After the discovery of the buried cities of Pompeii, Herculaneum and Stabiae c. 1748, a new type of souvenir jewelry emerged. These towns had been abruptly smothered under a deadly mudflow of volcanic dust, ash, gas, and steam by the unexpected eruption of Mt. Vesuvius in 79 AD. A subsequent eruption in 1631, complete with lava, added another layer to the mix. It took almost 1700 years from the first eruption of Mt. Vesuvius for the secret of the missing cities to be revealed.
Travelers on the Grand Tour of Europe found the newly excavated ruins of Pompeii to be an irresistible stop. Lava trinkets from these sites made for excellent and inexpensive souvenirs, easy to pack and carry. In addition, pinning a lava cameo on ones’ blouse proved the wearer to be a well-traveled person of culture and good taste. The local industry was equal to the demand and created many cameos and intaglios out of this unlikely material to the unending delight of the tourists. These beautiful carvings were set into rings, earrings, bracelets, and necklaces.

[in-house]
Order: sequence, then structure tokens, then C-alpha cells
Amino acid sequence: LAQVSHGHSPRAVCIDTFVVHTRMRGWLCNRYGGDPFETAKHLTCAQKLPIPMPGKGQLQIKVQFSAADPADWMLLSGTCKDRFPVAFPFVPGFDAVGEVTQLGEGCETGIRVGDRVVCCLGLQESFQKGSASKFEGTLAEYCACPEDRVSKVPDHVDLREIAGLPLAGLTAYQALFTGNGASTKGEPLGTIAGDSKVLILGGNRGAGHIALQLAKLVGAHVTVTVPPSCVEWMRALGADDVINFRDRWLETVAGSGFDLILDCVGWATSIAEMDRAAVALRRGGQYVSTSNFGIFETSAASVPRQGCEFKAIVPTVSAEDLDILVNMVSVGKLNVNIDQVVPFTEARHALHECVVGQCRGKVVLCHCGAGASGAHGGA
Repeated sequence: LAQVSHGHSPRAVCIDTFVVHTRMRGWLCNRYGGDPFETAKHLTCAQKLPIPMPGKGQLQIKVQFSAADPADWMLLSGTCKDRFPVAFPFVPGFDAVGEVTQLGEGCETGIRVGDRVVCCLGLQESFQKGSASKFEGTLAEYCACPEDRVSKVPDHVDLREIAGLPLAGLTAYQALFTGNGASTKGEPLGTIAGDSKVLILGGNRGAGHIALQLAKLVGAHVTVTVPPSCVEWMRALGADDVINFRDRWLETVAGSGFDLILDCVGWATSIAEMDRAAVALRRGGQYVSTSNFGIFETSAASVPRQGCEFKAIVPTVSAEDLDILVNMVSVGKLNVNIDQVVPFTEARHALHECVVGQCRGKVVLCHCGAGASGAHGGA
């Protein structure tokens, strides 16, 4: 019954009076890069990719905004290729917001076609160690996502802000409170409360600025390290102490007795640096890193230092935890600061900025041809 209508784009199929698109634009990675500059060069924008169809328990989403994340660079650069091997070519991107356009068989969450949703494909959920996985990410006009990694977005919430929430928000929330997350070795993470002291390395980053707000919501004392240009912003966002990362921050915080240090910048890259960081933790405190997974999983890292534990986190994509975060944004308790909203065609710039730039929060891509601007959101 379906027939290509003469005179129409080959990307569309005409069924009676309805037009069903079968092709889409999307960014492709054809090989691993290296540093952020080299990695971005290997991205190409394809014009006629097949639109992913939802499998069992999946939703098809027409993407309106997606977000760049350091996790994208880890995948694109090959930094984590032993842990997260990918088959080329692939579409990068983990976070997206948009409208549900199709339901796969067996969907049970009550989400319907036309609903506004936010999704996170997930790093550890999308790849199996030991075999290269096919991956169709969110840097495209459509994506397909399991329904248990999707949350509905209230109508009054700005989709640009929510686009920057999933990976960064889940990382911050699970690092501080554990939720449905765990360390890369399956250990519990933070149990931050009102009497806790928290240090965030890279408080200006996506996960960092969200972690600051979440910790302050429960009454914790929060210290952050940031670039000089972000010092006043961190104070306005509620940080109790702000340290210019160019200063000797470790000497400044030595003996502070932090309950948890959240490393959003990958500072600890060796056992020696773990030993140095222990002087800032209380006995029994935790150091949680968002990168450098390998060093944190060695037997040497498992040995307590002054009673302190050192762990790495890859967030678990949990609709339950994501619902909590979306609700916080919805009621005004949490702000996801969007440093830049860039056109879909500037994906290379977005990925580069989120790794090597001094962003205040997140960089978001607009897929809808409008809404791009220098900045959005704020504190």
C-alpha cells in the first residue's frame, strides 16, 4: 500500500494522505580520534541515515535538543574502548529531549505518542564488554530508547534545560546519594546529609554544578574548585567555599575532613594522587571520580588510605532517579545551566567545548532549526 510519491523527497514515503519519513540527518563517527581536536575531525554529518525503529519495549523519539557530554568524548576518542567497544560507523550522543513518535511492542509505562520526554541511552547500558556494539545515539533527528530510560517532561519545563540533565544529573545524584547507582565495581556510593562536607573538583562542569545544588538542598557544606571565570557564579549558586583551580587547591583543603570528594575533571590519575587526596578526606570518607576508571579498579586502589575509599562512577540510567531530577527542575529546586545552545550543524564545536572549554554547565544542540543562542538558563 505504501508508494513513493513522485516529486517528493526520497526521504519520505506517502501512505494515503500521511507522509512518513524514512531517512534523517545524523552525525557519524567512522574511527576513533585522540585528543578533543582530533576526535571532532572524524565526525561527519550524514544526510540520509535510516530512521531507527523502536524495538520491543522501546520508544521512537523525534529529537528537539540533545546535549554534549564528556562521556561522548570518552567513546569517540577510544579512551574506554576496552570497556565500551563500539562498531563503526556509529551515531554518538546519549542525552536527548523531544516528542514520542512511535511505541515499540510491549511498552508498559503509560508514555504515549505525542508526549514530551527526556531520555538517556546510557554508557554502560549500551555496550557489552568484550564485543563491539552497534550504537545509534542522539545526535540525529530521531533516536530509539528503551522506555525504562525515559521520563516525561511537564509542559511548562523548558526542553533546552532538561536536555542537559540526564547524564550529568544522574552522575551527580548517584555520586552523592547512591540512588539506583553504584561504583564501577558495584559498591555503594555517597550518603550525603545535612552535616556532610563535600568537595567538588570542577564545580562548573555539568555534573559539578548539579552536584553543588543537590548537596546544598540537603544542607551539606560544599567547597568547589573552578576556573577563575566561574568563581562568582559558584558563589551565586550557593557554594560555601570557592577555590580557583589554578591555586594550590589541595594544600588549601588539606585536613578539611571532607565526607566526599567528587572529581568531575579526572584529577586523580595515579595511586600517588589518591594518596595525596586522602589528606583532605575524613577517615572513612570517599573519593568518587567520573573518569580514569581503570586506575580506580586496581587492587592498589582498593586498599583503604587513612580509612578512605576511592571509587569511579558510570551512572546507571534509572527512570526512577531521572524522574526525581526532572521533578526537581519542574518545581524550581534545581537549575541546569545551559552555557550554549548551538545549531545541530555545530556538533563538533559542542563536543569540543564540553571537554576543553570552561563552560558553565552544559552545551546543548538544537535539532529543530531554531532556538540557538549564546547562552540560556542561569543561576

While traditionally we call these muddy-colored Italian cameos lava, technically they are more likely tuff, welded tuff or volcanic breccia which is available throughout the world. Even though it may not be geologically correct terminology, we continue to use the term lava jewelry, coined by the original Italian carvers, when referring to this material with the biscuit porcelain luster. The lava rock carvings from the Mt. Vesuvius region range in color from off-white or yellowish to varying shades of gray, when it’s not been dyed any number of deeper colors. Cameos of this type are easily identified both for the material they are carved from and the time period they were made. Subject matter included archaeological motifs, bacchantes, satyrs, portraits and mythological gods and creatures.